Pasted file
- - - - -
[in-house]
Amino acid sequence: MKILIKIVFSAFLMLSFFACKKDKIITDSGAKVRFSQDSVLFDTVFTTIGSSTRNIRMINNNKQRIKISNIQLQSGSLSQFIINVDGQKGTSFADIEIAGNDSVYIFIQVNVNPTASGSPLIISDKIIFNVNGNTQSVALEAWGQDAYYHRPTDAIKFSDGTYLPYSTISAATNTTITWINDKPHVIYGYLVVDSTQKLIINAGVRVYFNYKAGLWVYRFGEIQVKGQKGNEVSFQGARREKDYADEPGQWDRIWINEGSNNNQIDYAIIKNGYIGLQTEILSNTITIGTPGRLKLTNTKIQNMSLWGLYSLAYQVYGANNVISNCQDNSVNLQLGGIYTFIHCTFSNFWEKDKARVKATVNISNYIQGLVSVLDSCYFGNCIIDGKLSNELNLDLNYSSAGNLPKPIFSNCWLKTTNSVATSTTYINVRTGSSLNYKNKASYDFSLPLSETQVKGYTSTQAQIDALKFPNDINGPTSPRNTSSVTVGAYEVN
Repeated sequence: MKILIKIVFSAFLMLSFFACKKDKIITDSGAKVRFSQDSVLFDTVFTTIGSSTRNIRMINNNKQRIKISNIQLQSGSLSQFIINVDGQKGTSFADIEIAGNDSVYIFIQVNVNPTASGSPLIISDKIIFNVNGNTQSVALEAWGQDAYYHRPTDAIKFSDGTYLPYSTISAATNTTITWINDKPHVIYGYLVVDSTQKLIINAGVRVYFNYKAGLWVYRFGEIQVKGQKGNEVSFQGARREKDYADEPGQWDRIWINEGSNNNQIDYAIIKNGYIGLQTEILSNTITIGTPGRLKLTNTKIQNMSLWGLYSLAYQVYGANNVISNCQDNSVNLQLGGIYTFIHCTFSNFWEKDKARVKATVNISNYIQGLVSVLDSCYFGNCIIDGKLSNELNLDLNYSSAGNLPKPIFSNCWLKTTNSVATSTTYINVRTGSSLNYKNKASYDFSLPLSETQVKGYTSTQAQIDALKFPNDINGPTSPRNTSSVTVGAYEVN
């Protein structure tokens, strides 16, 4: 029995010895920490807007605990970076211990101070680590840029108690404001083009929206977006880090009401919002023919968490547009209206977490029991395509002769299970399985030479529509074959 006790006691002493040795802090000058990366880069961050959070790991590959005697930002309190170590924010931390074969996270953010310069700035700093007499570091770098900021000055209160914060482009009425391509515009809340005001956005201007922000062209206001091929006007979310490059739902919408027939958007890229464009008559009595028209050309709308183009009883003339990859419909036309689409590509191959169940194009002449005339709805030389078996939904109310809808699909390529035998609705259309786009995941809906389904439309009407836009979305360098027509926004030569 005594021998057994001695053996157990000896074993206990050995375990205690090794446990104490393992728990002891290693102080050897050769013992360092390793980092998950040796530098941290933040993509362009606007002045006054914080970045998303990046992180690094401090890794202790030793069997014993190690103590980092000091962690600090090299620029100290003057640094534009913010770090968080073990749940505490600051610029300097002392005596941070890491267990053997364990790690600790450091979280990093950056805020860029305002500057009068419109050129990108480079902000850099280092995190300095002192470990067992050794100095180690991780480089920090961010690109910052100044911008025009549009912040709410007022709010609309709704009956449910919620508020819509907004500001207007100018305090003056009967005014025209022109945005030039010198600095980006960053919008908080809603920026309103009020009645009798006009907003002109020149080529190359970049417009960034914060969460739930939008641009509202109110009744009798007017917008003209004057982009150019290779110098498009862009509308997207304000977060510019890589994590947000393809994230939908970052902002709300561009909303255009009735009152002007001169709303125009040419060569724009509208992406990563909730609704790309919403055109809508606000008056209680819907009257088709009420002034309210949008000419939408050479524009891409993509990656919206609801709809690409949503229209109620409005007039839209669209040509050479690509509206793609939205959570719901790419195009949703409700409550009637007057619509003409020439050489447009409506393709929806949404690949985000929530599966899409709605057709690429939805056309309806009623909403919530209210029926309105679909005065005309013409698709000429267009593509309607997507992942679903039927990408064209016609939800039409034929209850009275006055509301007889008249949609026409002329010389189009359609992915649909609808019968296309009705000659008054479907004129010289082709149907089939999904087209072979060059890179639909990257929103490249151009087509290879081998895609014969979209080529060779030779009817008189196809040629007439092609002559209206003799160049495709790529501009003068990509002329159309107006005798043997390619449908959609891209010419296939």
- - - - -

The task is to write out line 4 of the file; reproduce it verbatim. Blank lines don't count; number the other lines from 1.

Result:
């Protein structure tokens, strides 16, 4: 029995010895920490807007605990970076211990101070680590840029108690404001083009929206977006880090009401919002023919968490547009209206977490029991395509002769299970399985030479529509074959 006790006691002493040795802090000058990366880069961050959070790991590959005697930002309190170590924010931390074969996270953010310069700035700093007499570091770098900021000055209160914060482009009425391509515009809340005001956005201007922000062209206001091929006007979310490059739902919408027939958007890229464009008559009595028209050309709308183009009883003339990859419909036309689409590509191959169940194009002449005339709805030389078996939904109310809808699909390529035998609705259309786009995941809906389904439309009407836009979305360098027509926004030569 005594021998057994001695053996157990000896074993206990050995375990205690090794446990104490393992728990002891290693102080050897050769013992360092390793980092998950040796530098941290933040993509362009606007002045006054914080970045998303990046992180690094401090890794202790030793069997014993190690103590980092000091962690600090090299620029100290003057640094534009913010770090968080073990749940505490600051610029300097002392005596941070890491267990053997364990790690600790450091979280990093950056805020860029305002500057009068419109050129990108480079902000850099280092995190300095002192470990067992050794100095180690991780480089920090961010690109910052100044911008025009549009912040709410007022709010609309709704009956449910919620508020819509907004500001207007100018305090003056009967005014025209022109945005030039010198600095980006960053919008908080809603920026309103009020009645009798006009907003002109020149080529190359970049417009960034914060969460739930939008641009509202109110009744009798007017917008003209004057982009150019290779110098498009862009509308997207304000977060510019890589994590947000393809994230939908970052902002709300561009909303255009009735009152002007001169709303125009040419060569724009509208992406990563909730609704790309919403055109809508606000008056209680819907009257088709009420002034309210949008000419939408050479524009891409993509990656919206609801709809690409949503229209109620409005007039839209669209040509050479690509509206793609939205959570719901790419195009949703409700409550009637007057619509003409020439050489447009409506393709929806949404690949985000929530599966899409709605057709690429939805056309309806009623909403919530209210029926309105679909005065005309013409698709000429267009593509309607997507992942679903039927990408064209016609939800039409034929209850009275006055509301007889008249949609026409002329010389189009359609992915649909609808019968296309009705000659008054479907004129010289082709149907089939999904087209072979060059890179639909990257929103490249151009087509290879081998895609014969979209080529060779030779009817008189196809040629007439092609002559209206003799160049495709790529501009003068990509002329159309107006005798043997390619449908959609891209010419296939």